I had a dream. In my dream it was the summer of 1998 and I was asleep when the doorbell rang. I awoke and ran down the stairs and there was a tall man standing there. He said he had come to install my cable television.
I was plenty excited. I had been waiting about 18 years for cable TV, but since I live in Washington it had just never arrived. The rest of the country was completely wired. They were seeing movies and sporting events and there was even a channel that played nothing but the movie "Casablanca." It was the most popular channel in Cambridge, Mass.
Washington, of course, had nothing like that. Leaders of Third World countries, making state visits to Washington, had a hard time believing that the city was not wired for cable. Ethiopia had been wired two years earlier and Bangladesh the year before that. A total of 26 embassies had moved to Arlington just so visiting heads of state could watch cable television while in the United States.
So you can imagine how excited I was in my dream when the man came to hook my house into the cable system. The installer was an employee of District Cablevision, a local firm owned entirely by local members of the local minority community. That company, in turn, was owned by a Denver cable television company that, in turn, was owned by a bank that was held in trust by Rupert Murdoch, the owner of every newspaper in the United States.
The installer switched on the set. Over the years, District Cablevision had scaled back its proposal several times. There were now only two channels -- neither one color. One of them showed a picture of Mayor for Life Marion Barry. He was pictured as he looked in 1985 -- just beginning to gray. No one had seen him in years, although from time to time developers reported meeting with him. Nevertheless, he was given credit for the revival of the old center city by permitting the Sheraton Washington Hotel in Woodley Park to expand to meet the Washington Convention Center in the old downtown.
Mayor for Life Barry had also enabled Washington to become the Department Store Capital of the Country. Through the astute use of tax breaks of all kinds, he had lured a Bloomingdale's, Neiman-Marcus, Macy's, Gimbel's, Saks, Sachs, Hechts, Woodie's and Bradlee's to a single block of Washington. The mayor used the summer youth program to pay kids to hang around the stores and pretend they were customers and at night the homeless moved into the stores and slept in the model rooms. Mayors from all over the country came to Washington to study this program.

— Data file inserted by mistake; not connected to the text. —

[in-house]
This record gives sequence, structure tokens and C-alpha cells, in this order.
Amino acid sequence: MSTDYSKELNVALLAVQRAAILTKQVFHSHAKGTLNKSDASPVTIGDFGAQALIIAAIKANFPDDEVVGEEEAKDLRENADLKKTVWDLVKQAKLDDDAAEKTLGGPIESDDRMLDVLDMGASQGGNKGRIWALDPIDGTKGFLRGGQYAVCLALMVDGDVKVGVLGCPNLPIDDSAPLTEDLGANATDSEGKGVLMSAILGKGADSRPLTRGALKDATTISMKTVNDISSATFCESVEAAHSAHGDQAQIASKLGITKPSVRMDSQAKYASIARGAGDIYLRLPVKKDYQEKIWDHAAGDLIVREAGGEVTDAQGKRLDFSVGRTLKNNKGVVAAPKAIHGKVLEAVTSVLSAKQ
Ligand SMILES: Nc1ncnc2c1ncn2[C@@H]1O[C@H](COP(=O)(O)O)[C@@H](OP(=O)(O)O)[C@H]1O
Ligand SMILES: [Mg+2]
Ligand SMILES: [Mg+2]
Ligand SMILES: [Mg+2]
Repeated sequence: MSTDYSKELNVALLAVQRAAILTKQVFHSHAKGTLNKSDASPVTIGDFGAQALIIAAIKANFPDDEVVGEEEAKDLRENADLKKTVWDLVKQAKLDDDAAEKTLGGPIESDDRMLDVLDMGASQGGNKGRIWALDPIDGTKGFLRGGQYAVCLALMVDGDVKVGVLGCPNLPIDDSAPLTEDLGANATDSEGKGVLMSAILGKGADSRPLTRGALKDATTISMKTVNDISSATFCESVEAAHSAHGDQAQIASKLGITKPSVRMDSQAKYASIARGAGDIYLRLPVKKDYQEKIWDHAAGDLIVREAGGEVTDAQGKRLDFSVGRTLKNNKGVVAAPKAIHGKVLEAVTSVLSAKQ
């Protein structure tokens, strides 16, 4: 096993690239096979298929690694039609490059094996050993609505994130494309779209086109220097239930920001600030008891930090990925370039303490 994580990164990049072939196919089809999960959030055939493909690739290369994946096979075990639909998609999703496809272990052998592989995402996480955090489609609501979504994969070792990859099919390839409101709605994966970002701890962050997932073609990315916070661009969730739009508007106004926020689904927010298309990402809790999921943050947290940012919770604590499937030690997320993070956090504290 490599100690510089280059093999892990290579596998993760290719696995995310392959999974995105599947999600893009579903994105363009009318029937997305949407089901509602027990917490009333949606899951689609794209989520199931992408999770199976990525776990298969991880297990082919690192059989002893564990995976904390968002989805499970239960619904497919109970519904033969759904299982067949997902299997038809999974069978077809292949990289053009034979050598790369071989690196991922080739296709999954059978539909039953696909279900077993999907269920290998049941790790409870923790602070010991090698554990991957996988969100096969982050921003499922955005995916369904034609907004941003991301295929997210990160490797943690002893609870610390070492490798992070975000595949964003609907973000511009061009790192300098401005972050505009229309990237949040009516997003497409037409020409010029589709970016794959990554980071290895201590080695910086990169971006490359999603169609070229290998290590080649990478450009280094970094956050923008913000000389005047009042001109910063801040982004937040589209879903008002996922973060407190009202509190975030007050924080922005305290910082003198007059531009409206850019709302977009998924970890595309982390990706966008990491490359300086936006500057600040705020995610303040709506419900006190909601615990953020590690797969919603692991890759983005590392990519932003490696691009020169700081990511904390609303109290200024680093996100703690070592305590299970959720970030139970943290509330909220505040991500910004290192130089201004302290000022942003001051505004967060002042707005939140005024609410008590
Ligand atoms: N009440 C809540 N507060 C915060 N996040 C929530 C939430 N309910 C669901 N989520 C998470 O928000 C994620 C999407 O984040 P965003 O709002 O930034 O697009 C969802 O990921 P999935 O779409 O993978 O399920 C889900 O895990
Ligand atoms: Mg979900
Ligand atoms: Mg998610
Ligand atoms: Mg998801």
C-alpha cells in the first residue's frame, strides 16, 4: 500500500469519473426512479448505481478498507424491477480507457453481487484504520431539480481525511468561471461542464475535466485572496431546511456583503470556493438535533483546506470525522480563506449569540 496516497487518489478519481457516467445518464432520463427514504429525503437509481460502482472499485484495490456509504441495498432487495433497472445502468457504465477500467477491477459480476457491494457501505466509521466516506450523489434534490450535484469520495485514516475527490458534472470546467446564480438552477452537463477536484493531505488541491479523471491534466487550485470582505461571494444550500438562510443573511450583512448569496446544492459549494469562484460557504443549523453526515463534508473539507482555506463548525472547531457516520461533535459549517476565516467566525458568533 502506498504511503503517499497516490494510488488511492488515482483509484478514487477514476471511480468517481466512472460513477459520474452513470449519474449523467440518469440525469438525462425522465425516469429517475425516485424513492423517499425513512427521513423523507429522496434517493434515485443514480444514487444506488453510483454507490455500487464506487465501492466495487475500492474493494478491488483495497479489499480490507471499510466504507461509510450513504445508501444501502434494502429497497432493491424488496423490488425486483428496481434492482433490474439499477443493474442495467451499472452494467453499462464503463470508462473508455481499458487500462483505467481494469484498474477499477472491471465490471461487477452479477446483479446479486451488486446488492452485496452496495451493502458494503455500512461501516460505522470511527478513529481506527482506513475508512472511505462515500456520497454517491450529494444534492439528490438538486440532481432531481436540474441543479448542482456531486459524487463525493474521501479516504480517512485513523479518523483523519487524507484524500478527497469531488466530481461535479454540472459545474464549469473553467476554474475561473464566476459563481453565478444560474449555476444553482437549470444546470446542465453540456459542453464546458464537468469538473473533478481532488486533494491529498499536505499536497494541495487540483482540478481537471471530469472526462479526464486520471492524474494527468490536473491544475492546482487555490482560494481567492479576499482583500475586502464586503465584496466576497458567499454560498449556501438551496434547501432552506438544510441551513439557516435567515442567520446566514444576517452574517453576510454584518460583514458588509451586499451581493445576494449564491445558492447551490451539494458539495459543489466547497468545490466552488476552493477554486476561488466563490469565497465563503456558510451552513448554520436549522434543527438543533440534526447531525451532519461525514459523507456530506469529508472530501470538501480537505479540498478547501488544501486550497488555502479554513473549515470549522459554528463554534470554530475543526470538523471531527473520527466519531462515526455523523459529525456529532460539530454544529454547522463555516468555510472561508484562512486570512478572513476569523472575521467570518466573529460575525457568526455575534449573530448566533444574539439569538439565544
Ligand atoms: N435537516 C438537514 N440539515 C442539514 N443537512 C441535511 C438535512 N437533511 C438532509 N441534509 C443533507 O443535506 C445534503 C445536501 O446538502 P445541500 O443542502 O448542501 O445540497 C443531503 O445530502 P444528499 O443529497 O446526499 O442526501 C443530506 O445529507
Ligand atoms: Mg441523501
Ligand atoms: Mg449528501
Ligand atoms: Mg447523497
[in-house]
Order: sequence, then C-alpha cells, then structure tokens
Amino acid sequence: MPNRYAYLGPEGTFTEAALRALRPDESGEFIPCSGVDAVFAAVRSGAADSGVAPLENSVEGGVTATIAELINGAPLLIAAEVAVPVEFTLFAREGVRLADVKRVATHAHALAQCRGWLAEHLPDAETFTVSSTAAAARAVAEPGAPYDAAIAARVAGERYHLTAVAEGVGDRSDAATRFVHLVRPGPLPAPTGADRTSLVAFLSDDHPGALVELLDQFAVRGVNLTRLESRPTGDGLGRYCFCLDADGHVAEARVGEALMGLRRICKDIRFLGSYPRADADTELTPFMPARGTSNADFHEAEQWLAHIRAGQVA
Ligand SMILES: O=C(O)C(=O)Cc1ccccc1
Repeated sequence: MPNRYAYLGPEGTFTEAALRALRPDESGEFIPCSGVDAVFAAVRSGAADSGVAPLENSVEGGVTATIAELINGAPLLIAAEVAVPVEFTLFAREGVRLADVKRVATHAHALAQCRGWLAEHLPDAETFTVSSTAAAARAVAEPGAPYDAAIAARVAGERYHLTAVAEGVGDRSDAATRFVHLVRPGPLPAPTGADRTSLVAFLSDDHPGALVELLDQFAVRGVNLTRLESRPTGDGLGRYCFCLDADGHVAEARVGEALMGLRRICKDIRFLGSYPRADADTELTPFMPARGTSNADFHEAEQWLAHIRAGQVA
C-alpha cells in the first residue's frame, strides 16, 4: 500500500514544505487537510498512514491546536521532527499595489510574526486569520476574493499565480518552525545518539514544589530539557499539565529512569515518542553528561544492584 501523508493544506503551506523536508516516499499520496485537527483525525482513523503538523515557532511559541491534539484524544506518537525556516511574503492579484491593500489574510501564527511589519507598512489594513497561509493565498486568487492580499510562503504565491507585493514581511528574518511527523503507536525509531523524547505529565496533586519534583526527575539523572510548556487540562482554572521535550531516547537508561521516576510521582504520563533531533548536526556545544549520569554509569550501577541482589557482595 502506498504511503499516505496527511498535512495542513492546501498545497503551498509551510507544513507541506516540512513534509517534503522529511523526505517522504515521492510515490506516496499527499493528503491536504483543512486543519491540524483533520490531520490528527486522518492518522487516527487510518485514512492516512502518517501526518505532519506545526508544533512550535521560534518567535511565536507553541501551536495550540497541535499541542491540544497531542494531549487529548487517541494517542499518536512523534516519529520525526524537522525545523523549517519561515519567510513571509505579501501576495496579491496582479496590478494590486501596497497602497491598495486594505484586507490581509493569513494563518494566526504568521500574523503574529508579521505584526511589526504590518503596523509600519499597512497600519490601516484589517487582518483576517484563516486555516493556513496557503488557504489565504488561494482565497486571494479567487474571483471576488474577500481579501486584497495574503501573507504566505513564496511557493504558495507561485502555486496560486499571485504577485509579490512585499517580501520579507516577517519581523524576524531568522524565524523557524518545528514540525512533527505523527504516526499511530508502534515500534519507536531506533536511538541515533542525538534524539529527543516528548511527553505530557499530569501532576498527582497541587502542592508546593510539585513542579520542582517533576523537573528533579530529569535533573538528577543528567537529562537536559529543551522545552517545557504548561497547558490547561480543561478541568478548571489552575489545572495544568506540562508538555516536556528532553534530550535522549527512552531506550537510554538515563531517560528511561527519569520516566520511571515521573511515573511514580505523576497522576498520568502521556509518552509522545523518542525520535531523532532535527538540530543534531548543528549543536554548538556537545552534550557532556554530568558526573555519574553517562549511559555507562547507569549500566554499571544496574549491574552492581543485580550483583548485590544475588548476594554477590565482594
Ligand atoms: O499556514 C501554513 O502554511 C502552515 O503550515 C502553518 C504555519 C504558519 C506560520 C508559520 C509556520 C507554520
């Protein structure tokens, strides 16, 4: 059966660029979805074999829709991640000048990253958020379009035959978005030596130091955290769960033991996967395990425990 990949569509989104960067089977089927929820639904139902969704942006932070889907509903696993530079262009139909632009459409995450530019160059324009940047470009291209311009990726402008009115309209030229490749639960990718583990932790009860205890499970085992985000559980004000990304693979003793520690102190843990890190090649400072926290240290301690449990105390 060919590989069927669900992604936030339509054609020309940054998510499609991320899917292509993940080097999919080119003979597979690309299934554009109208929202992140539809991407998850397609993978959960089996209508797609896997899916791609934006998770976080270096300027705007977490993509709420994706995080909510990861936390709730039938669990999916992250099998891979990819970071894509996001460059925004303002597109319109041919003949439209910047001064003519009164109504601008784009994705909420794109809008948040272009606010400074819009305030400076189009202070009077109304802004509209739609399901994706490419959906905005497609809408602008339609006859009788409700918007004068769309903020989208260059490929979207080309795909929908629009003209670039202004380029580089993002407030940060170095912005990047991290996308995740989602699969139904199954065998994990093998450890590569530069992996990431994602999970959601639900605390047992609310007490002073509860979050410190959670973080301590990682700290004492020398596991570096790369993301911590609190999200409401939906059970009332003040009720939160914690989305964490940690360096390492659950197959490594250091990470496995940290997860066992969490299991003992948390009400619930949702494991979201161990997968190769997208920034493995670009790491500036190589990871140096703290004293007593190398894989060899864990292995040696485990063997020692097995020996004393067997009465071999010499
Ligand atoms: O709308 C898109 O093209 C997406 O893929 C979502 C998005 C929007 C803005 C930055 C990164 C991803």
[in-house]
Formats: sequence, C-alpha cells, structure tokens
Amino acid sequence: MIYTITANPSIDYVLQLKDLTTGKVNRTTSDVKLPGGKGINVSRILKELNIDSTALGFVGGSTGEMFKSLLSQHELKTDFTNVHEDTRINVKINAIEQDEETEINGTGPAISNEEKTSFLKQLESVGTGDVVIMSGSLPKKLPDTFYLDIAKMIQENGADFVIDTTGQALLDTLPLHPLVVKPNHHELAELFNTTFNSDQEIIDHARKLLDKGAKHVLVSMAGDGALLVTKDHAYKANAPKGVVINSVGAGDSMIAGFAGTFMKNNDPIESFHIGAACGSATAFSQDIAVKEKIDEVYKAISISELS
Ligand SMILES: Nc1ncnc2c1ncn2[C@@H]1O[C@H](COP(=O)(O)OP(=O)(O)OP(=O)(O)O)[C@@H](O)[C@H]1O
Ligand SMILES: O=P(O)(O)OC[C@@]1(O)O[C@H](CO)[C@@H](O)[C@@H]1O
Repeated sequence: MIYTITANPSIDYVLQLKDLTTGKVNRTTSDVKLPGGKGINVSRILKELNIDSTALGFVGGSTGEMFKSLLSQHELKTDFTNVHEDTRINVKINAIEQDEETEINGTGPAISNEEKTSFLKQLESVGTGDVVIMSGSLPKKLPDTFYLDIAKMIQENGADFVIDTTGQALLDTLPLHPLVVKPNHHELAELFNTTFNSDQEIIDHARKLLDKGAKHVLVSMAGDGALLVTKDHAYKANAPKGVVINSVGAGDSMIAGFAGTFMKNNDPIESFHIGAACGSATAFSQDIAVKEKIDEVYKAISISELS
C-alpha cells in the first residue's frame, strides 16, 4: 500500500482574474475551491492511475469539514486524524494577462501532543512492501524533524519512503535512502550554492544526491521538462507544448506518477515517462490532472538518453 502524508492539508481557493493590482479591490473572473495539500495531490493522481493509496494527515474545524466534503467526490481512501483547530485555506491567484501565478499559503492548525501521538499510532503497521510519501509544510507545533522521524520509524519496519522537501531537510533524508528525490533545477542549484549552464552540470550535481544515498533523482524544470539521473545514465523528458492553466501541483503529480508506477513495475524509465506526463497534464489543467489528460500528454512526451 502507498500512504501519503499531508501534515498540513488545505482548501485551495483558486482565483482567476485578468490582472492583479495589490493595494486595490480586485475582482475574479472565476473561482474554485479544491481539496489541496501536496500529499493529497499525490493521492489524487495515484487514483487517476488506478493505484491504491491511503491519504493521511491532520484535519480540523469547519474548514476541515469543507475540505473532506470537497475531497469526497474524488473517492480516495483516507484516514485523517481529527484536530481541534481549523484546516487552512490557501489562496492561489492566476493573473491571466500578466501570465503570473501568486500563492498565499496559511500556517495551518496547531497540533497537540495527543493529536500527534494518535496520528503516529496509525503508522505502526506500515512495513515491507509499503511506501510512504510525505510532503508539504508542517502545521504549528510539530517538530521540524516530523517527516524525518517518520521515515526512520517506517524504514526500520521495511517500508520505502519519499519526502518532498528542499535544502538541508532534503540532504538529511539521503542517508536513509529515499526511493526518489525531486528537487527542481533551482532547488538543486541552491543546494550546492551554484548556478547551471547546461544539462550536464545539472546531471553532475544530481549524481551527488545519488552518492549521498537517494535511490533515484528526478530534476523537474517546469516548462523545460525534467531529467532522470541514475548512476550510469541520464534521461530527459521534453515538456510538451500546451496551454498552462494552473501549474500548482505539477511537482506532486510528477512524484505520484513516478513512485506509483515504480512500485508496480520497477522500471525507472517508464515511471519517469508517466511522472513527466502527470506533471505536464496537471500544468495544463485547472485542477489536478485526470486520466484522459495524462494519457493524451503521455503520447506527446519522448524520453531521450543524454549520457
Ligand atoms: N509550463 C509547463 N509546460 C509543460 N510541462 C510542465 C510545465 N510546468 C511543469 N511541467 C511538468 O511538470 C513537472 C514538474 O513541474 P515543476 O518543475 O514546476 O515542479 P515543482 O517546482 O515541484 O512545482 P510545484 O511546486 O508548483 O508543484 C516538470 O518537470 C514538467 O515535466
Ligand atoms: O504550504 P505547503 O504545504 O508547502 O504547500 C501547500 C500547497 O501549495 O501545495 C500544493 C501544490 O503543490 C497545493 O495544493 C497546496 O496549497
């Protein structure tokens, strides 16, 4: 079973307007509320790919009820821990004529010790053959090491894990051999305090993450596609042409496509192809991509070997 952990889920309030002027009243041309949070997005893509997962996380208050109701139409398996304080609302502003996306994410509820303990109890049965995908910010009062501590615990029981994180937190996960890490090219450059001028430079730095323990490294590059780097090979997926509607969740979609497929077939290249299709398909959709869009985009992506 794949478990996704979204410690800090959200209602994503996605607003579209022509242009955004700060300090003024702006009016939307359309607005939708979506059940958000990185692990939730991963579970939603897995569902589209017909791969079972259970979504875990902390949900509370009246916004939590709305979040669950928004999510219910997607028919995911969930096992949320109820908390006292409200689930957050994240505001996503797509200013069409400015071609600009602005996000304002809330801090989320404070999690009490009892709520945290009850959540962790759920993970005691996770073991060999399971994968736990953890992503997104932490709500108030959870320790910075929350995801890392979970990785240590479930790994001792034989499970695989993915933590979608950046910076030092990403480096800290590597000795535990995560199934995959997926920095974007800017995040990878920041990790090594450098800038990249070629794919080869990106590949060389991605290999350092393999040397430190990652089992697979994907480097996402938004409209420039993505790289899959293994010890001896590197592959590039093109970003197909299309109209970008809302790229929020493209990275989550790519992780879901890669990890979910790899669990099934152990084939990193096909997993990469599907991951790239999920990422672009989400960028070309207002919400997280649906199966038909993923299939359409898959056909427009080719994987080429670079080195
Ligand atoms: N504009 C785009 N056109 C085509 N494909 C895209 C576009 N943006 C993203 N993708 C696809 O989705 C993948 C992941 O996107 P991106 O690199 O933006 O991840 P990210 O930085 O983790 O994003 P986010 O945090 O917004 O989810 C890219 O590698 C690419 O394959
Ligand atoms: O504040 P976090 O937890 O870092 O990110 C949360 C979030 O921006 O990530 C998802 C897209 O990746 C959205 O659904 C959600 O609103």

The second channel carried city government meetings in Spanish. This is the channel the council itself had insisted on when Bob Johnson, the original president of District Cablevision and now a resident of Rio de Janeiro, had announced that he had to scale back the original proposal for 87 channels. Johnson at first said he could offer no more than 67 channels and then it was 53 and then it was one. He also said homeowners would have to do their own installation. At that, the city council said it had had enough.
"We have had enough," said D.C. Council chairman Dave Clarke.
Johnson, fearing the wrath of the council, at first threatened bankruptcy and then offered the compromise of two channels -- but in black-and- white. The council, not wanting a further delay, accepted but insisted the second channel carry city government proceedings. In this way cable television came to Washington.
Oh what a dream this was. First I spent an hour gazing at the face of Mayor for Life Barry. Then I watched a half hour of a zoning commission hearing in Spanish. Los exceptiones. Los variances. This was thrilling. I switched to see what was on the noncable channels. Martina Navratilova beat Chris Evert at Wimbledon, an 11-year-old won the men's title and Richard Nixon gave a stag dinner for 10 young journalists, none of whom had ever heard of Watergate. The usual news.
I switched back to cable. Mayor Barry's face. La Commission de Zoning. La Commission de Traffico Adjudicaciones. Oh what heaven! Oh what joy! Finally cable TV. Then I awoke and not sure if I had been dreaming, rushed to the TV set. I turned it on. No cable. I was furious but then I reconsidered. For a system like this, I can wait.